So let's talk about the why. Why do you give, and this is again, it's a personalized decision. Are there family traditions that are important to you, whether it's you participate in JDRF or whatever that may be important to you. Are there religious traditions that are important to you? You may do your monthly giving, but you and your family because Easter, Thanksgiving, or Christmas or Hanukkah or whatever your religious affiliation is, what's most important to you. And you may give more of that time. And that's just because, guess what? That's what mom and dad did. That's what grandma, grandpa did. That's what happens. There's also people who have the why, which is taxes. And that's a big one for some people. They make a decision on that. And another is what we like to call social activism is they're very involved. And so they do that.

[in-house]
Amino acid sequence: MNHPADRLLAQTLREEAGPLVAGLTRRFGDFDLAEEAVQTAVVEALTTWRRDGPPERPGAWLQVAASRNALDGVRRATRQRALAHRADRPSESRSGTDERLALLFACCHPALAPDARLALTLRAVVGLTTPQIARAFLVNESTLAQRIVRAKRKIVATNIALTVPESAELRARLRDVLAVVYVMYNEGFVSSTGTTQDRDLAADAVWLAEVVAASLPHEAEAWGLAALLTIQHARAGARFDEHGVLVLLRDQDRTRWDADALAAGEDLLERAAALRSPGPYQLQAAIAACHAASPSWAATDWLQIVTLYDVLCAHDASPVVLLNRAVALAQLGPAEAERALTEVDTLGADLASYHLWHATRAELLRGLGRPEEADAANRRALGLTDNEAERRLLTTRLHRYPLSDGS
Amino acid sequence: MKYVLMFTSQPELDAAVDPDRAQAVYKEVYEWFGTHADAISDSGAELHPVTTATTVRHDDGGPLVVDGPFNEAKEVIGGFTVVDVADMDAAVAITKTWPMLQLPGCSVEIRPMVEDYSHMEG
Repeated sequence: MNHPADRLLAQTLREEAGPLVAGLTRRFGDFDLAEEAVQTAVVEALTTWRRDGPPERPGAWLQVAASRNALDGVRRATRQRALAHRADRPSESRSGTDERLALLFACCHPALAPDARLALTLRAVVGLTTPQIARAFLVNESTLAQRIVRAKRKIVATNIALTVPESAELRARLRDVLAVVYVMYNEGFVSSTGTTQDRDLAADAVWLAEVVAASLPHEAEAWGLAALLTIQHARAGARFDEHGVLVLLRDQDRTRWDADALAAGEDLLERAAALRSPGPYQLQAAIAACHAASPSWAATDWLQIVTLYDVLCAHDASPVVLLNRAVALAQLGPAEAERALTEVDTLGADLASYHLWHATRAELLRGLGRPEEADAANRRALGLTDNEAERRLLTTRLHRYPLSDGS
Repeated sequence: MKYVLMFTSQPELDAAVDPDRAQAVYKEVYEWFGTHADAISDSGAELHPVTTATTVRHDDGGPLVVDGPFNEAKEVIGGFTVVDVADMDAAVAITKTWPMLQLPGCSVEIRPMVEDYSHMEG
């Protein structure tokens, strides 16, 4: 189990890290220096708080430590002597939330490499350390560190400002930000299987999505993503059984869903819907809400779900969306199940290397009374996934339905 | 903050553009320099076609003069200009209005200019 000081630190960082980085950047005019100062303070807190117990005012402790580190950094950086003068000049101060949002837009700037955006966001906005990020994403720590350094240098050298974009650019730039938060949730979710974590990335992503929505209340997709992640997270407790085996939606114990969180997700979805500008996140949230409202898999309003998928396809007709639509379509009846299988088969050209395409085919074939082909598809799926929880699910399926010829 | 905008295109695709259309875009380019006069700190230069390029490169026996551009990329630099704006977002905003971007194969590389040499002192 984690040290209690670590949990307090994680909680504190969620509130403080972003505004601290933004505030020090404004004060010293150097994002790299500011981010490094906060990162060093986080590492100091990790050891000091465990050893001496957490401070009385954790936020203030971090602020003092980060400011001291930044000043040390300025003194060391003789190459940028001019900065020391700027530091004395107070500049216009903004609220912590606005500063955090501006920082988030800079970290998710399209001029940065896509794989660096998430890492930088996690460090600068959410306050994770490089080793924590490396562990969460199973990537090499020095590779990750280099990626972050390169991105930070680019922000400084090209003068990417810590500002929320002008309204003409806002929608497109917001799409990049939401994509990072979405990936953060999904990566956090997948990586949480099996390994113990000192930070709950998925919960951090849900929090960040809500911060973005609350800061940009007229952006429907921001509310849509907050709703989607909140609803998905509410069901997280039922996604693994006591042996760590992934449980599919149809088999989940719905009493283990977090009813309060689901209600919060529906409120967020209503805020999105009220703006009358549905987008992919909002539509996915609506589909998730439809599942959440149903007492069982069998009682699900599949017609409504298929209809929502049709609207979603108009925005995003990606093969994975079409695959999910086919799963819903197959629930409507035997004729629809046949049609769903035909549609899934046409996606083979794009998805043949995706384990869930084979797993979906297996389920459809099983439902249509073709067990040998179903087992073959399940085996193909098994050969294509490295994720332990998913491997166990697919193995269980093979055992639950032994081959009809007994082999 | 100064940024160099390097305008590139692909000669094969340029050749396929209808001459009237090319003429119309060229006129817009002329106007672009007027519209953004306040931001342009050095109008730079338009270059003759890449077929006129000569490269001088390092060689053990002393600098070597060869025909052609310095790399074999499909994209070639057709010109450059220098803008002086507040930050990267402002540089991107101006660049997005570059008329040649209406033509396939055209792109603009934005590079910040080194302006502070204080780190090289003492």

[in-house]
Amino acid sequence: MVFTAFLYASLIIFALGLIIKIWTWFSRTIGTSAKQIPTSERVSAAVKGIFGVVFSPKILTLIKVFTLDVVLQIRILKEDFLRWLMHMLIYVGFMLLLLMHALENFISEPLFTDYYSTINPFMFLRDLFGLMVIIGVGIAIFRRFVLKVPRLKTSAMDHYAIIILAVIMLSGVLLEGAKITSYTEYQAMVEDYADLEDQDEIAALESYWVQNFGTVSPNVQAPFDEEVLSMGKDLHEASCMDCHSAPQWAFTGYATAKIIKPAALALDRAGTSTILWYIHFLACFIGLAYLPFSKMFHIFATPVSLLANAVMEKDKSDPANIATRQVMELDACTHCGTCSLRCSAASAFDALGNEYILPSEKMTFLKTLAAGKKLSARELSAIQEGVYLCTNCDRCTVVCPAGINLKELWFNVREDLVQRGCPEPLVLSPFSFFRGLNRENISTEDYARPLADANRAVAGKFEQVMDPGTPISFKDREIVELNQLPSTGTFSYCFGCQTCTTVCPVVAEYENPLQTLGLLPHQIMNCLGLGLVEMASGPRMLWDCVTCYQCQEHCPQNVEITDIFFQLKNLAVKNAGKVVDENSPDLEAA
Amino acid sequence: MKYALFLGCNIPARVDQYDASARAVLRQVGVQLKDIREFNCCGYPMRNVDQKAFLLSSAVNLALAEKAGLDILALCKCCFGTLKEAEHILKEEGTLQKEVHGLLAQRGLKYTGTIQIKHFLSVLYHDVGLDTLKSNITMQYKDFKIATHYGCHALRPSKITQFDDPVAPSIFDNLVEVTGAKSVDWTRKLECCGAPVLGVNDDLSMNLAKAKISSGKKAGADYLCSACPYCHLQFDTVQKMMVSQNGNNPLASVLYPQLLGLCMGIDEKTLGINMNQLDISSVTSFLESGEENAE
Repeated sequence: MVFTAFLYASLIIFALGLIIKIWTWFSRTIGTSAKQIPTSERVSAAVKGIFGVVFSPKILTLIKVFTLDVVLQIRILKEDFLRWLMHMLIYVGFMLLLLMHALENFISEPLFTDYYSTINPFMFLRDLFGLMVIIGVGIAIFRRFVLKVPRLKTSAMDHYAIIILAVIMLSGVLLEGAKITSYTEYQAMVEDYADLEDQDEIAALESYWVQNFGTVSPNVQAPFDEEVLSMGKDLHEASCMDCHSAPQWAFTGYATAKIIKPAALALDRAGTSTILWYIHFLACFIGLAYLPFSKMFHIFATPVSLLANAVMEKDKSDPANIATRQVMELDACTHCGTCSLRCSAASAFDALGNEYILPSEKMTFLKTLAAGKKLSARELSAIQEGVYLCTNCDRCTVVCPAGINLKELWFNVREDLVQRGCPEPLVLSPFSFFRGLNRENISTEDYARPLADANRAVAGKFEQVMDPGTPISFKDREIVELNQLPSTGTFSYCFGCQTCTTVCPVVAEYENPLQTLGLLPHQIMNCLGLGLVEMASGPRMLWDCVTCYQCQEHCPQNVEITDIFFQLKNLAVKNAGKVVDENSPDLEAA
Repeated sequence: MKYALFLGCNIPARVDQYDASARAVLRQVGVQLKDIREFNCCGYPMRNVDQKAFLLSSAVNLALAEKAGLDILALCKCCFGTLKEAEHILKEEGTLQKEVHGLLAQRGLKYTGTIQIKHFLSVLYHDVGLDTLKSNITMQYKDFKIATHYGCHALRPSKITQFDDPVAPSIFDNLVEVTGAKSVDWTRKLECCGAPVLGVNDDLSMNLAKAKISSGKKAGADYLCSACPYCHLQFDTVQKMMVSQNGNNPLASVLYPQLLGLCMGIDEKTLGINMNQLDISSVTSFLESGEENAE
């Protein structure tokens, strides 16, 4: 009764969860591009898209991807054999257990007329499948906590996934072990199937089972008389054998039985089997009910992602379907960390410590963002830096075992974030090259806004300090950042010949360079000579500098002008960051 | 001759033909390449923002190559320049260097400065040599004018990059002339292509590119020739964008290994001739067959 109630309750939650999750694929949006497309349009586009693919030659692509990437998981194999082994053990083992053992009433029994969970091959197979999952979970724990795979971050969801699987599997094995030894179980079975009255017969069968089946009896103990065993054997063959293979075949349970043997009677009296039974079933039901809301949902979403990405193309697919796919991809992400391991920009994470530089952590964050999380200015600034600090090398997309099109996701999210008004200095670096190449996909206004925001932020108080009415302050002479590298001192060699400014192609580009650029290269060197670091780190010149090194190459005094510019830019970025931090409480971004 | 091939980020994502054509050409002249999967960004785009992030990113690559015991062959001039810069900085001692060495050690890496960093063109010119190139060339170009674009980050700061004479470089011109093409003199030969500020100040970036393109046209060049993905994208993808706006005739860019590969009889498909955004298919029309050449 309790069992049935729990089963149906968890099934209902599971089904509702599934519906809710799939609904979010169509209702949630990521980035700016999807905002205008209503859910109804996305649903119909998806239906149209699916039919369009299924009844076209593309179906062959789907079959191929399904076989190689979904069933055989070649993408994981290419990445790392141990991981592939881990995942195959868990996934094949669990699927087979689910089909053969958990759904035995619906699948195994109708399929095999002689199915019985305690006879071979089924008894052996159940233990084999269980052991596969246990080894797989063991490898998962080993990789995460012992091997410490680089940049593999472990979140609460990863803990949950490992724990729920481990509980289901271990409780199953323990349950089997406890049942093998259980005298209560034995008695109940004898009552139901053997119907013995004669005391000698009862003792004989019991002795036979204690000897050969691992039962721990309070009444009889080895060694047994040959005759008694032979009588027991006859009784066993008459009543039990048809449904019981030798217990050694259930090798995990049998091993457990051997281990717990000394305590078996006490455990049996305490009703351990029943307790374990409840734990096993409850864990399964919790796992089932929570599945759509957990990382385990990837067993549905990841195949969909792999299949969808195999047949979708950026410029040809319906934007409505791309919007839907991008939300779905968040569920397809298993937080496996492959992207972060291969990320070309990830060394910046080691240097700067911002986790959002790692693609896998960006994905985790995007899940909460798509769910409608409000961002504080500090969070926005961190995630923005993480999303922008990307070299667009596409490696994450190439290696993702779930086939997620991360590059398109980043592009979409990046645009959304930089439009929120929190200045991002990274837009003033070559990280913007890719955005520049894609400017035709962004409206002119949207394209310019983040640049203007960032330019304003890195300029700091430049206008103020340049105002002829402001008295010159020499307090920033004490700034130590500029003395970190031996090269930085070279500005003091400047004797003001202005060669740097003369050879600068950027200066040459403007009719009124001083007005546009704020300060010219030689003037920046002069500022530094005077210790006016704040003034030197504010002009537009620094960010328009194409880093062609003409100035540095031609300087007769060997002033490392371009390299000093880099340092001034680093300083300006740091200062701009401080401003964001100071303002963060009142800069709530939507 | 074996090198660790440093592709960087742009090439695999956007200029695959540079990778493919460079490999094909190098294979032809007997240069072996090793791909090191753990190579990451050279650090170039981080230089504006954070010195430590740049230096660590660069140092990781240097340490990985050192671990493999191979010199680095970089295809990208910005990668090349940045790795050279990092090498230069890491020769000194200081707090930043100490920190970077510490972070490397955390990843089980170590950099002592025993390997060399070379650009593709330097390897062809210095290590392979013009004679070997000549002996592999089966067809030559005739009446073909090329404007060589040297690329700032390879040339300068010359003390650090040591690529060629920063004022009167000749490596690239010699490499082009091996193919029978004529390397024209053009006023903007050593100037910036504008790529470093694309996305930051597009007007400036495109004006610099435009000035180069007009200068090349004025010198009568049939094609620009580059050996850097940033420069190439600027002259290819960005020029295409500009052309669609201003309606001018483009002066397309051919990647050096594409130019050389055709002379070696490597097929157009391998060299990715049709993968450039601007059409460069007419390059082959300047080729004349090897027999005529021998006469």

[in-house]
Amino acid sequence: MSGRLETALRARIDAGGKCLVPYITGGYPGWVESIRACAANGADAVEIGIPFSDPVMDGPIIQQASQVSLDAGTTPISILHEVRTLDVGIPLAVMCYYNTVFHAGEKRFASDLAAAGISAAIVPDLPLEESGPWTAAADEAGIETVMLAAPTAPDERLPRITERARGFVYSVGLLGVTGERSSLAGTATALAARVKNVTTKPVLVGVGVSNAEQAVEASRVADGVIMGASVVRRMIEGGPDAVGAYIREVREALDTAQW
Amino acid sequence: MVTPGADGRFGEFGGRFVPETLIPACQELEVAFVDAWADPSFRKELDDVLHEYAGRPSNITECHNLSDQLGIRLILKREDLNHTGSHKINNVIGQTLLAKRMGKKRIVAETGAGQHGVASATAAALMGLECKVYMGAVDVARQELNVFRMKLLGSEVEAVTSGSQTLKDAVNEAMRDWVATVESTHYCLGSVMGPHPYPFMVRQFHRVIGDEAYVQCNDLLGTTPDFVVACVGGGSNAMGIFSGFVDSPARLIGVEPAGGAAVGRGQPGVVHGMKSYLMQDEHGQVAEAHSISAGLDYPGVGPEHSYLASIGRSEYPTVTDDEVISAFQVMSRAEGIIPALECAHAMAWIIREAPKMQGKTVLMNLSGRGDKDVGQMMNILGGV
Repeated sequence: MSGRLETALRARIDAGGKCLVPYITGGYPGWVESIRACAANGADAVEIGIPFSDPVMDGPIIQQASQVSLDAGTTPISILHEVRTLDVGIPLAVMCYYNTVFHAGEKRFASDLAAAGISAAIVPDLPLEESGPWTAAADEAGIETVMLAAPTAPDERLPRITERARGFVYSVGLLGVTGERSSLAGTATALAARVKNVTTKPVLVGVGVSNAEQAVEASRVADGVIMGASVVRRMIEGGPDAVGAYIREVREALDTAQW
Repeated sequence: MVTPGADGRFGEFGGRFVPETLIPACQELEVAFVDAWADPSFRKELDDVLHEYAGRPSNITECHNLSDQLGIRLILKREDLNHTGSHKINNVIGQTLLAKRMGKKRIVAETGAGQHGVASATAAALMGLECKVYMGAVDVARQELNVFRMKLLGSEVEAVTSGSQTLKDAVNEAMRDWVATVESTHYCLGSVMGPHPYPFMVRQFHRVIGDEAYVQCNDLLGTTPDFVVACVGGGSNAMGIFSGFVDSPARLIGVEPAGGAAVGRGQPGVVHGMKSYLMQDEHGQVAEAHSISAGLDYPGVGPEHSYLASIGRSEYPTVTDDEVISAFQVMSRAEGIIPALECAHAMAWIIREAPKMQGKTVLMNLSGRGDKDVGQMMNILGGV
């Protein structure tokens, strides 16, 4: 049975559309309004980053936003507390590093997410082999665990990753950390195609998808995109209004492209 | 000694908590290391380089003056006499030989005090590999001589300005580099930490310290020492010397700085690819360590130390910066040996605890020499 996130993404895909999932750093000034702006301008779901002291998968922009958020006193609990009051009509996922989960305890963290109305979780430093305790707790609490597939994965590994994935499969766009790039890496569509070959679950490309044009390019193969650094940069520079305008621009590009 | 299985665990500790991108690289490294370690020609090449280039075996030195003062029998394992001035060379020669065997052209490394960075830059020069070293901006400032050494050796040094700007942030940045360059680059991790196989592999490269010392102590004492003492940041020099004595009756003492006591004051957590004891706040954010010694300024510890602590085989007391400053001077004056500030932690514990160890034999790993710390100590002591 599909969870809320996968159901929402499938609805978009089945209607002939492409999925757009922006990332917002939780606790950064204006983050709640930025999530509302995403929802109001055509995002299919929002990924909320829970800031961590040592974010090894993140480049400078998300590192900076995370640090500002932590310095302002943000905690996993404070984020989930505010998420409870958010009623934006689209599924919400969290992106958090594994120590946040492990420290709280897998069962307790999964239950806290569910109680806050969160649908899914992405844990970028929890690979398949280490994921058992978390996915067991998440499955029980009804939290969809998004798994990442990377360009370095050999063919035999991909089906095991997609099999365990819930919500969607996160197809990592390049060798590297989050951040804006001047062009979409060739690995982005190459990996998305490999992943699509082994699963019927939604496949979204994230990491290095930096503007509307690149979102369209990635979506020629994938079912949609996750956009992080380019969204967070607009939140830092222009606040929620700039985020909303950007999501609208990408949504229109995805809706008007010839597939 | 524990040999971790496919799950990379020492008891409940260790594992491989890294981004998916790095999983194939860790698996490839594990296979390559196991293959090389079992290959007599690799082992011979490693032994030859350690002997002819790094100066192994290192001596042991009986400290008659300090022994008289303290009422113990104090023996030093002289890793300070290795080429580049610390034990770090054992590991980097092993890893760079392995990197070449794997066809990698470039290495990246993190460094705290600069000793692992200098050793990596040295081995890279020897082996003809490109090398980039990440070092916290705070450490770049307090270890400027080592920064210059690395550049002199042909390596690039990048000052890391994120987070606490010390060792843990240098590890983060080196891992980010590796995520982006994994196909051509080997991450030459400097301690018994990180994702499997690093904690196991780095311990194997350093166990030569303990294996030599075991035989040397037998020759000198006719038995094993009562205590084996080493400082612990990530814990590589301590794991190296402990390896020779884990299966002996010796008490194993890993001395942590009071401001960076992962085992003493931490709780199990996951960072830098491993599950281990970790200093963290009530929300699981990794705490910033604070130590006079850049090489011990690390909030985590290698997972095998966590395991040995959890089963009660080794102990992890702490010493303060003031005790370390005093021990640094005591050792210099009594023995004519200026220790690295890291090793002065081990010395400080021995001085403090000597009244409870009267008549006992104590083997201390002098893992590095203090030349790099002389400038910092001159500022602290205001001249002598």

Speaker 3:
6:52
And I think what you have to sit down and think about and back to your approach, Aaron, so let's talk about that for a moment. You're very calculated. You're saying, Hey here, here's where conscientious on our giving strategy. But how do you sit down, I mean, what are you doing to think through how much we're giving the per year and where is the giving going? Yeah, so this is something that I have to met. We, we were much more on your side of the fence when our oldest was young and we would, we would just go places and we'd give money and Christmas would come and I would go take so many names off the angel tree and I would go buy gifts. And we did all that. And then as he got older, we realized we were not including him in these conversations. In the end, that was where it really changed for us is when we started looking at what was our family value.
Speaker 3:
7:38